CHP presidential candidate İnce says he might talk to Assad if elected

CHP presidential candidate İnce says he might talk to Assad if elected

İpek Özbey - İSTANBUL
CHP presidential candidate İnce says he might talk to Assad if elected

The presidential candidate of the main opposition Republican People’s Party (CHP), Muharrem İnce, said he remained indifferent toward Syrian President Bashar al-Assad, while adding that the Turkish government should not act in anger against him.

When asked if Assad is a “red line” for him, İnce said, “I don’t particularly feel sympathy or antipathy toward him. But there should be no room in the state administration to get angry [with anyone]. The one that rules Turkey should not act sentimentally.”

Syria’s territorial integrity should be preserved and a new constitution should be adopted, İnce said, stressing the necessity for elections under U.N. monitoring with the participation of Syrians abroad.

“Syrians living in Turkey will happily return home after this structure is established,” he said.

The former high school teacher also expressed that he does not want to spend $40 billion on Syrian refugees.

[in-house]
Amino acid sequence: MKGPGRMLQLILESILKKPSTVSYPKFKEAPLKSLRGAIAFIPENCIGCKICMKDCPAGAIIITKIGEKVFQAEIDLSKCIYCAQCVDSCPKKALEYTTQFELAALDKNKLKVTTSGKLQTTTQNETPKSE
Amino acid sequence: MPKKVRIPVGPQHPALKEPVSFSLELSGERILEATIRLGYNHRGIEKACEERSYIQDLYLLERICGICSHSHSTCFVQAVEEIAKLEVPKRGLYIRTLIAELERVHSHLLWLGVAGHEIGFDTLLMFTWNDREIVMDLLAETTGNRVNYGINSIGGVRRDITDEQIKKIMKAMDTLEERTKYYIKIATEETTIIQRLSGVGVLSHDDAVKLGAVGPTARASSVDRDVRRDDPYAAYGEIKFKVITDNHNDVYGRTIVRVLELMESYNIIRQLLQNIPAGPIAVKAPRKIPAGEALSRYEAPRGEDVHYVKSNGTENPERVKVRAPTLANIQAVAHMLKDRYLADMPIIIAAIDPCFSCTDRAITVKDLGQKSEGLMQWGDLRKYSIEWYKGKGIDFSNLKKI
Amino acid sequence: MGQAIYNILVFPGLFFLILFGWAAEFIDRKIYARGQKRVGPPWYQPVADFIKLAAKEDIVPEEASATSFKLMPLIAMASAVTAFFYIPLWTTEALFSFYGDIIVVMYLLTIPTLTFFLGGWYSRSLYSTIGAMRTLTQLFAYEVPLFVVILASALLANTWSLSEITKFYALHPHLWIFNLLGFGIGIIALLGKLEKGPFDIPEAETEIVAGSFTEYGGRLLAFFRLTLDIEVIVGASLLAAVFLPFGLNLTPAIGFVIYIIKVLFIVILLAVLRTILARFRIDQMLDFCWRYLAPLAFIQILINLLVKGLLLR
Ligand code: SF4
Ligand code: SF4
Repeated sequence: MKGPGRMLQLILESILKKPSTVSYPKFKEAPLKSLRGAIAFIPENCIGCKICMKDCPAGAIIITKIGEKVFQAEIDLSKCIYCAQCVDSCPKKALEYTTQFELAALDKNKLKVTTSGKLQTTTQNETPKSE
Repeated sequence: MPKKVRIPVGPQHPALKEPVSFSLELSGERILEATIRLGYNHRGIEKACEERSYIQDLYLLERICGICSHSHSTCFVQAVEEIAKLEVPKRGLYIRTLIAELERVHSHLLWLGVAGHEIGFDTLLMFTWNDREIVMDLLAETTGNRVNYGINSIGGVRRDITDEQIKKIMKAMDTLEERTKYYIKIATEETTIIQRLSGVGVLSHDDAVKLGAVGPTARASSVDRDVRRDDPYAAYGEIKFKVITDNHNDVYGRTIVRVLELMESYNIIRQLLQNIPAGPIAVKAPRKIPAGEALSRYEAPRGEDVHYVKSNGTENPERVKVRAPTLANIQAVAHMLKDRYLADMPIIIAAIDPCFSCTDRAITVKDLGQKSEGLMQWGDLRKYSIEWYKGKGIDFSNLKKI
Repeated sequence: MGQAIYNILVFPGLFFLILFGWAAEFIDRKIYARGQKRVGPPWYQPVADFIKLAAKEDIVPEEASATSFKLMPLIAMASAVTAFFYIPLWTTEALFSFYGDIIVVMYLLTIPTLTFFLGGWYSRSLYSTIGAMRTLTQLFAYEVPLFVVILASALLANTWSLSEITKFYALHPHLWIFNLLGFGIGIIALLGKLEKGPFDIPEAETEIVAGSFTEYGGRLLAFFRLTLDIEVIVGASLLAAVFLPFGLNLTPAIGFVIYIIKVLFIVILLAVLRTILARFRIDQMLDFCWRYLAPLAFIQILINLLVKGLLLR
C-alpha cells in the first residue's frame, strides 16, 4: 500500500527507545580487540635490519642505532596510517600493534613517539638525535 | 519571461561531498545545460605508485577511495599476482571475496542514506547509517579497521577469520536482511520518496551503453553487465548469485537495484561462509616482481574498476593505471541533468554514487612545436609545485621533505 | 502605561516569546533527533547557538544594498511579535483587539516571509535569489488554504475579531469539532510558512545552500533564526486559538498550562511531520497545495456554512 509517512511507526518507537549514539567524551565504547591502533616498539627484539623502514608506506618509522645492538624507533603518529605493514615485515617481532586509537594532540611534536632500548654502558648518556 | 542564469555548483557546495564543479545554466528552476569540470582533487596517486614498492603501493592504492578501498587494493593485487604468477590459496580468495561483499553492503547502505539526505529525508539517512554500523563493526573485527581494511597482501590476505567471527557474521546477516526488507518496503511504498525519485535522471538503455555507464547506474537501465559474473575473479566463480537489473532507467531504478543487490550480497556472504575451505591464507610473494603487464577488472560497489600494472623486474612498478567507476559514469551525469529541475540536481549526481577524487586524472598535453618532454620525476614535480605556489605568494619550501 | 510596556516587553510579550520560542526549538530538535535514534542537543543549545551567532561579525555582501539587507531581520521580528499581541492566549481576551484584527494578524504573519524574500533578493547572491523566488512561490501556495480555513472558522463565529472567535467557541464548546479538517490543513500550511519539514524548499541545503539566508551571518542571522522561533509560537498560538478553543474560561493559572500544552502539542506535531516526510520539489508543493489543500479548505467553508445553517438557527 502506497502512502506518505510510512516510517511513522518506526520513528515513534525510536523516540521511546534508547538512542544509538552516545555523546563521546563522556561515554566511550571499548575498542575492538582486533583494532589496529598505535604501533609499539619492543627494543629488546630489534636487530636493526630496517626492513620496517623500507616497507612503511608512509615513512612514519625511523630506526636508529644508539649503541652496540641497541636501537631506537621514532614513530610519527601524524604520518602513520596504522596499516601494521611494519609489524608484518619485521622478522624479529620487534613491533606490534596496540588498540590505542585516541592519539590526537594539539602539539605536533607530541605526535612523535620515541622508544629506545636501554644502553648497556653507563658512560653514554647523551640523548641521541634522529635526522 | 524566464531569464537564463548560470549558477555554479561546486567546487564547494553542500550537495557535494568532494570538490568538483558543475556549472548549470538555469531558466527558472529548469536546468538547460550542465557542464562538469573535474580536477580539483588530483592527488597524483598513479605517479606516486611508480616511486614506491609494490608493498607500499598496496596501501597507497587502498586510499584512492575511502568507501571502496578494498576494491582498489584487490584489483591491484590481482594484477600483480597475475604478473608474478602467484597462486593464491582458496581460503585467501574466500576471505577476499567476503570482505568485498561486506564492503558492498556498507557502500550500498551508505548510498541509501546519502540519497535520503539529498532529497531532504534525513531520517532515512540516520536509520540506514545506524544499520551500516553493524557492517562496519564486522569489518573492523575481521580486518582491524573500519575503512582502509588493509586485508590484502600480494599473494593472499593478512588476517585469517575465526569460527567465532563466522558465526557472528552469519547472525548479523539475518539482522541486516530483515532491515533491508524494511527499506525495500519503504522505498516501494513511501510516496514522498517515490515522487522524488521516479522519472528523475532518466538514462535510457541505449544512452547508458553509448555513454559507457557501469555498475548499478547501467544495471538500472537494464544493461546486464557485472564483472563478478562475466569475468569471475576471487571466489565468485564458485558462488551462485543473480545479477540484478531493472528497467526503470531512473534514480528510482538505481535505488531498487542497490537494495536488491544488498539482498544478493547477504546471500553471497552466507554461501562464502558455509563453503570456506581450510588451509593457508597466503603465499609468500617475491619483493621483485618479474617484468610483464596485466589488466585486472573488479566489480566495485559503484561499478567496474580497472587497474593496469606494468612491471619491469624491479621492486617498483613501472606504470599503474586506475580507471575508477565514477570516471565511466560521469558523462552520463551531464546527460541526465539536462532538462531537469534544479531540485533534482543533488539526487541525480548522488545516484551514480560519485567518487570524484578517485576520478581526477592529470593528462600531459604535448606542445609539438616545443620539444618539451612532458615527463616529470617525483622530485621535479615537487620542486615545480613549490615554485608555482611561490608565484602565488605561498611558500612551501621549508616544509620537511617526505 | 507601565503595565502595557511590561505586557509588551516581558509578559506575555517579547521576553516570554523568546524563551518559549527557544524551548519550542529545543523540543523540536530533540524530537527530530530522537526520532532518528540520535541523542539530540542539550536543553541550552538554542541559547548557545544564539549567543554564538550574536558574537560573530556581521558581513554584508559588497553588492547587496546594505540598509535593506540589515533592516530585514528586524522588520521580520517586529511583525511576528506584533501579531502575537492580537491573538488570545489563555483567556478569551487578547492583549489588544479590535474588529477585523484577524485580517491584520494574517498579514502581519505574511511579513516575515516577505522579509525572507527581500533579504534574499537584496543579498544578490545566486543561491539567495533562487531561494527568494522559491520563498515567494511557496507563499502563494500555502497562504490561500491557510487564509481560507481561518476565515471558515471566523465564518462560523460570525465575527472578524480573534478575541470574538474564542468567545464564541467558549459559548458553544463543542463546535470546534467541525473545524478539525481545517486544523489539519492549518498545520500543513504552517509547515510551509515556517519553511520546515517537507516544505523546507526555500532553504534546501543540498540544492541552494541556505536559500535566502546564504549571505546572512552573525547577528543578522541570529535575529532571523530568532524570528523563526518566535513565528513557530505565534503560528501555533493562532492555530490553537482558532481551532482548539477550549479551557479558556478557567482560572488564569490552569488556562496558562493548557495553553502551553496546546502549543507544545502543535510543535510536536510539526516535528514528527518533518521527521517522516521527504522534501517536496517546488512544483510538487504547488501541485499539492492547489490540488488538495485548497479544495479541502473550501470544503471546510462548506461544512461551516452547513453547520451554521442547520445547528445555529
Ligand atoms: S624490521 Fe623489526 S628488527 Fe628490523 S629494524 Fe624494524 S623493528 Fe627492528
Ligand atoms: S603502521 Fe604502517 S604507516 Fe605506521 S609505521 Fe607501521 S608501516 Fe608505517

Speaking about relations with the U.S., İnce said both countries can increase cooperation again despite the current strain in bilateral ties. “In the past, we had great work in Kosovo and Bosnia. We can make it again. We can make peace and reconcile,” he said.

On ties with Russia, İnce recalled that Turkey did not break ties with Moscow even in the Cold War era. “When one plays for domestic politics, neither Russian tourists will come to Antalya [Mediterranean resort popular amongst Russians] nor the tomatoes of Antalya will be exported to Moscow,” he said.

If elected, İnce said he would tell the EU that they “should not surrender to anti-Turkey circles, as Turkey does not surrender to anti-EU people.”

“The EU is a secular body, thus needs Turkey,” İnce added.

When asked about his plans for a Kurdish peace process, the CHP candidate said parliament is the place to discuss the issue. “The place to discuss this is parliament, not Dolmabahçe or Oslo, places closed off to the nation. There is no red line. Let’s talk about it,” he said, referring to previous venues where the peace talks were held.

“The Kurdish issue is a democratization issue, a cultural and economic question. But at the same time it is a matter of political morality. Politicians have always abused it. They went to Diyarbakır [southeastern province] and spoke to please the Kurds; then they went to Trabzon [Black sea province] and Edirne [western province] and used nationalist discourses,” he said.

İnce is certain he will win the elections in the first round, with the help of Kurdish voters.